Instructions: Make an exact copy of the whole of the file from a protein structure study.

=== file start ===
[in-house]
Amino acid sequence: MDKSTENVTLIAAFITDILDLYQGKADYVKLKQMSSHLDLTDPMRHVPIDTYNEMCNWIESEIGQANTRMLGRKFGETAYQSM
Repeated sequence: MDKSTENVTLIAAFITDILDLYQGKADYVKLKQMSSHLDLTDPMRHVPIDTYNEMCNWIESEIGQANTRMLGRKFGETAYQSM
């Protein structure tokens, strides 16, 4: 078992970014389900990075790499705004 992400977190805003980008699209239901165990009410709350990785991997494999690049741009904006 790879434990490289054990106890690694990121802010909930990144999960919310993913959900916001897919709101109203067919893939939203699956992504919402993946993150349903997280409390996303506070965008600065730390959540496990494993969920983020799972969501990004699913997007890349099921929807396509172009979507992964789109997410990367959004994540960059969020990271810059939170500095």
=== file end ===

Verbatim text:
[in-house]
Amino acid sequence: MDKSTENVTLIAAFITDILDLYQGKADYVKLKQMSSHLDLTDPMRHVPIDTYNEMCNWIESEIGQANTRMLGRKFGETAYQSM
Repeated sequence: MDKSTENVTLIAAFITDILDLYQGKADYVKLKQMSSHLDLTDPMRHVPIDTYNEMCNWIESEIGQANTRMLGRKFGETAYQSM
């Protein structure tokens, strides 16, 4: 078992970014389900990075790499705004 992400977190805003980008699209239901165990009410709350990785991997494999690049741009904006 790879434990490289054990106890690694990121802010909930990144999960919310993913959900916001897919709101109203067919893939939203699956992504919402993946993150349903997280409390996303506070965008600065730390959540496990494993969920983020799972969501990004699913997007890349099921929807396509172009979507992964789109997410990367959004994540960059969020990271810059939170500095």